Metro Stage's production of Sweeney Todd last year is by now a local legend (its leads stole IRNEs from far-more established groups), so the question surrounding their current production of A Little Night Music (which closes Saturday) was: could Sondheim lightning strike twice for this up-and-coming little theatre troupe?
And the answer is: yes - and no. Vocally, this production is actually stronger than Todd - in fact it's as strong, or stronger, than any musical production I've heard this year. Director Maryann Zschau - who starred in the last local outing of Night Music, at the Lyric - clearly understood from that experience the challenge of this score: poised on the cusp of operetta (or even opera) it relies heavily on ensembles, perhaps more than any other Sondheim musical, and so she has scoured the local landscape for singing talent to fill out its many demanding roles. Luckily for us, the cast she assembled is a vocal knockout, with dazzling turns from Robert Case, Jim Fitzpatrick, Tracy Nygard, Shana Dirik, Joelle Cross and particularly John Coons, who sounds like a baritone yet has an astoundingly high and powerful tenor top.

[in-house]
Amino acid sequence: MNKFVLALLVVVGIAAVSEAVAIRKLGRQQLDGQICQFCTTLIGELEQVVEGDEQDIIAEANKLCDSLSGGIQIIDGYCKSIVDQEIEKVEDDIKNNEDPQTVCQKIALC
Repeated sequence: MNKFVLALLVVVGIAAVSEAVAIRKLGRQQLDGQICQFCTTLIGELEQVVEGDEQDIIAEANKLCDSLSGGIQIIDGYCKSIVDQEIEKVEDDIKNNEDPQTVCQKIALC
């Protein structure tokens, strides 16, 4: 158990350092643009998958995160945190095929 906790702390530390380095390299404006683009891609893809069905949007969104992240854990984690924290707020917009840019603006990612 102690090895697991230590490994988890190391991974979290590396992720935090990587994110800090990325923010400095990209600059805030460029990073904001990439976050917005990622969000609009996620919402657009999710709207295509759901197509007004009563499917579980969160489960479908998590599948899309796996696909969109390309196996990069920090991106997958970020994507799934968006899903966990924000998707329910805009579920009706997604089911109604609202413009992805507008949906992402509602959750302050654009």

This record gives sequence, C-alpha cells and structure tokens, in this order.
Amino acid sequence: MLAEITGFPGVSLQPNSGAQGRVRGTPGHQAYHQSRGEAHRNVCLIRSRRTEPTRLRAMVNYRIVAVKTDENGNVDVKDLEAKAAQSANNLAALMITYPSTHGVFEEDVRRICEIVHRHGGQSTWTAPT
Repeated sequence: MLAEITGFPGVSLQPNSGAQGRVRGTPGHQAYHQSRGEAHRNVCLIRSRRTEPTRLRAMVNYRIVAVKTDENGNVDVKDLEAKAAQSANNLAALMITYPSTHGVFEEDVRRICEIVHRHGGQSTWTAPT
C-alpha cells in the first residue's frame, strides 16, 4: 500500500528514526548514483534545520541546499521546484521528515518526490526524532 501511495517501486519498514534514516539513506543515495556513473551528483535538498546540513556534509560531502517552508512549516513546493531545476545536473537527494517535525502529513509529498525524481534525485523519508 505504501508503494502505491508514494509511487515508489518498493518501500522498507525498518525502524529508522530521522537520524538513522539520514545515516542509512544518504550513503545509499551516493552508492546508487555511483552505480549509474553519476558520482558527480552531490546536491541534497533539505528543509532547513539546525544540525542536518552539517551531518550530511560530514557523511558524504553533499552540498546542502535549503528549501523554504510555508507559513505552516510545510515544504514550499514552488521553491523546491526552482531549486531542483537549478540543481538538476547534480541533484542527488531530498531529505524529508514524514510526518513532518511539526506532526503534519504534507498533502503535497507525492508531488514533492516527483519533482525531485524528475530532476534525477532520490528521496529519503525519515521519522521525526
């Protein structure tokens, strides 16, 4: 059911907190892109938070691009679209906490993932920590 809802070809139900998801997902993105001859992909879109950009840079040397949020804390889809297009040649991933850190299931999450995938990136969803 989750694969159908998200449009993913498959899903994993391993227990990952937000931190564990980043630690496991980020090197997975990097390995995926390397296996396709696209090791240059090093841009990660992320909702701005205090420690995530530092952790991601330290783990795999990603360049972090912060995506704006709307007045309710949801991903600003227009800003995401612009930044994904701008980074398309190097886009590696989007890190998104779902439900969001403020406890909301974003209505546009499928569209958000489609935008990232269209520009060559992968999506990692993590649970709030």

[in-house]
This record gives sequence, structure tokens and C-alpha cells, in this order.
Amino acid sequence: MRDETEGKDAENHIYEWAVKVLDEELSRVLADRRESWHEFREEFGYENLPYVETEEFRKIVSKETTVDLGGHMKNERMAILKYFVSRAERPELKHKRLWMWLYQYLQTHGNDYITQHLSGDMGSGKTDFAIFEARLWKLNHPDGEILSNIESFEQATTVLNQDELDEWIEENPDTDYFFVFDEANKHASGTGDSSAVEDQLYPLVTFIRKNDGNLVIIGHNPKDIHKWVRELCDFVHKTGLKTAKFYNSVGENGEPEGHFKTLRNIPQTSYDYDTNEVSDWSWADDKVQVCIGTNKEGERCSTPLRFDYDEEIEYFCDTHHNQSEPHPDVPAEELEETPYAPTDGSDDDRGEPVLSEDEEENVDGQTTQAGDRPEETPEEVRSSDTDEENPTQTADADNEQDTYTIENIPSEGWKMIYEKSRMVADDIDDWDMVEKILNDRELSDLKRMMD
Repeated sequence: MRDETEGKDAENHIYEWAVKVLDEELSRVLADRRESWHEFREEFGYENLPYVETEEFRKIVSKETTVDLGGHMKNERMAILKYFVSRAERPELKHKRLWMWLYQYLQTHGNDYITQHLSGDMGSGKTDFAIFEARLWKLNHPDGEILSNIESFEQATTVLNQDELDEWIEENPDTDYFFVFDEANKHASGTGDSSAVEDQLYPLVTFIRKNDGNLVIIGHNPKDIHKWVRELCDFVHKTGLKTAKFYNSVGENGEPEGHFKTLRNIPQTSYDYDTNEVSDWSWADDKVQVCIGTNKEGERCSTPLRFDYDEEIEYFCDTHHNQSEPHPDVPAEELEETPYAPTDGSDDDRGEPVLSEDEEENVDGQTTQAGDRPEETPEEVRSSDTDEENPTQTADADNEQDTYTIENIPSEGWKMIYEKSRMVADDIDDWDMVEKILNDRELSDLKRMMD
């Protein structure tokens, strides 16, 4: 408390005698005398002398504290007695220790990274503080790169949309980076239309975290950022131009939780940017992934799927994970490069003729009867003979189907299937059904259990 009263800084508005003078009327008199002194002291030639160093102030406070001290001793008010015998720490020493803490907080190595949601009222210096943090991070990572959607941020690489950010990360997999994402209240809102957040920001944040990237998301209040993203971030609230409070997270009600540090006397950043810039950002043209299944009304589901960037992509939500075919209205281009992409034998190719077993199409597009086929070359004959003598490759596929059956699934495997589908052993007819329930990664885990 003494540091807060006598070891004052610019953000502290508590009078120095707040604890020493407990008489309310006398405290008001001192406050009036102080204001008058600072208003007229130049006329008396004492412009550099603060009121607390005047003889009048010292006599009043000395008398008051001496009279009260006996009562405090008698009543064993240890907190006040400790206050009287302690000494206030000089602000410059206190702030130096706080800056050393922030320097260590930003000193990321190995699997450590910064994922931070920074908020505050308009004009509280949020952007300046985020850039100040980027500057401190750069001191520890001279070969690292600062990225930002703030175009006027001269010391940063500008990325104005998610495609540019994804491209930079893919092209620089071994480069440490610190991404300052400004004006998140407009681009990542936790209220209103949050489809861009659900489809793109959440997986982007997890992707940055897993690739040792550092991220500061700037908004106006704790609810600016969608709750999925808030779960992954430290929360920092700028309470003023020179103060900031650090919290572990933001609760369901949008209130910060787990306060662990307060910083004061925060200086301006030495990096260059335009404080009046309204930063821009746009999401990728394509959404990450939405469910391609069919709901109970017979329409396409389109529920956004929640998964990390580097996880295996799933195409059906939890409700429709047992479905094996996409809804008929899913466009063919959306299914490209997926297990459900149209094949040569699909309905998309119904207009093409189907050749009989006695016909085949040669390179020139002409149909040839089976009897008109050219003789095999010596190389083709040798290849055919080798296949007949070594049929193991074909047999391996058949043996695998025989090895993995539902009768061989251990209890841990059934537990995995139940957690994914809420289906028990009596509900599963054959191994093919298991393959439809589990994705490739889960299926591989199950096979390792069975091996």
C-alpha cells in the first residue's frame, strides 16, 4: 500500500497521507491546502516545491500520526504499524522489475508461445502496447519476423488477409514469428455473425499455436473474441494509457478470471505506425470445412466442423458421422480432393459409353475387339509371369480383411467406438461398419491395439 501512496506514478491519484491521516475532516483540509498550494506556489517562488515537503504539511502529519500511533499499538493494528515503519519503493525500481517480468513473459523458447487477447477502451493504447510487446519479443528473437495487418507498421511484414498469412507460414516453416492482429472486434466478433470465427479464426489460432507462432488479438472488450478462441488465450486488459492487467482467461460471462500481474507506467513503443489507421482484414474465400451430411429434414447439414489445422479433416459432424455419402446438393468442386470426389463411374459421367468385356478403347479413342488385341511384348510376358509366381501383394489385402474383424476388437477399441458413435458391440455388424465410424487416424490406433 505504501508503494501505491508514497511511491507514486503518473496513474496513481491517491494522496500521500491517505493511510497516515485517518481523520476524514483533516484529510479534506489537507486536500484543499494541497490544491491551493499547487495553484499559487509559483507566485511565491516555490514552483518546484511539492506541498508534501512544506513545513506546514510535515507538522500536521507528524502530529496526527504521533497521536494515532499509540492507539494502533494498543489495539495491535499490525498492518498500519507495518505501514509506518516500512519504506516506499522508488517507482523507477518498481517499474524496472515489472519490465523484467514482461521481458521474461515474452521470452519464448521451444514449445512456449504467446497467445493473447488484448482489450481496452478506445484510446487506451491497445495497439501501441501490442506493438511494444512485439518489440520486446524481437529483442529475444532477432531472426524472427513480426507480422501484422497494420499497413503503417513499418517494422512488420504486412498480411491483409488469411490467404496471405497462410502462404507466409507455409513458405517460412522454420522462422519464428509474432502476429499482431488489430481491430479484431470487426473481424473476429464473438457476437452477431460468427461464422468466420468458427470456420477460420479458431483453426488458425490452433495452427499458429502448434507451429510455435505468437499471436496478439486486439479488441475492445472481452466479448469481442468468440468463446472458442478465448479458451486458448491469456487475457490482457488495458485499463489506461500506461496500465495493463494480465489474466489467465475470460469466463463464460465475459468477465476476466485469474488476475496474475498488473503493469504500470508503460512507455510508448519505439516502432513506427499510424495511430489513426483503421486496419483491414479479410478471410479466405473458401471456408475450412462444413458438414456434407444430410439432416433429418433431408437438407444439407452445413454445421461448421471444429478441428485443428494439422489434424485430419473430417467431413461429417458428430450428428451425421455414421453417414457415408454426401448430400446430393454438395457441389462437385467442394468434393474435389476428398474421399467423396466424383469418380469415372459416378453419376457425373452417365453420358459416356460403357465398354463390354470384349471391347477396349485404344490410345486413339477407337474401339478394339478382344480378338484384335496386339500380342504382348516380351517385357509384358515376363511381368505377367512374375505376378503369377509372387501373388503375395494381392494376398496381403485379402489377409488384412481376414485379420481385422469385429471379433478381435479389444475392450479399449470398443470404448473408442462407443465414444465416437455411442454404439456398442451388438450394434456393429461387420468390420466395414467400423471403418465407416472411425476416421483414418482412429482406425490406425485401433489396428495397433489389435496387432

But alas, Zschau has generally directed these wonderful singers in a rather broad community-theatre style, and her blocking is sometimes apt, but sometimes flat. She has also made a few choices I didn't really understand (was Madame Armfeldt out of her wheelchair because the stage was so small?). And her leading man, Jim Fitzpatrick, though a likable presence, simply isn't invested in his character's conflicts, either broadly or subtly. Meanwhile production values are about what you'd expect from a young theatre company - although the instrumental ensemble, tucked away up in the balcony, was generally pretty polished.
There is some appealing acting around the edges of the production - Lenni Kmiec had hilarious attitude as the sexy Petra, for instance. And like Todd, Night Music is blessed with two great - perhaps even towering - central performances. Shana Dirik, who I felt was as good as Angela Lansbury as Mrs. Lovett last year, proves that performance was no fluke in a really stunning turn as Charlotte, the bitter wife of Sondheim's romantic roundelay (which is derived, and slightly coarsened, from Bergman's wonderful Smiles of a Summer Night). Ms. Dirik is hardly a conventional leading lady, but she has that mysterious something extra that all great performers have, and her solo in "Every Day a Little Death" I have to say was mesmerizing; she's simply one of the best singing actresses in the city. The surprise this time around was her co-star, Tracy Nygard, who did wonderfully delicate work as the world-weary Desiree Armfeldt. Ms. Nygard's moving rendition of "Send in the Clowns" was a kind of small miracle - beautifully sung, yet emotionally precise - great singing, great acting, great Sondheim.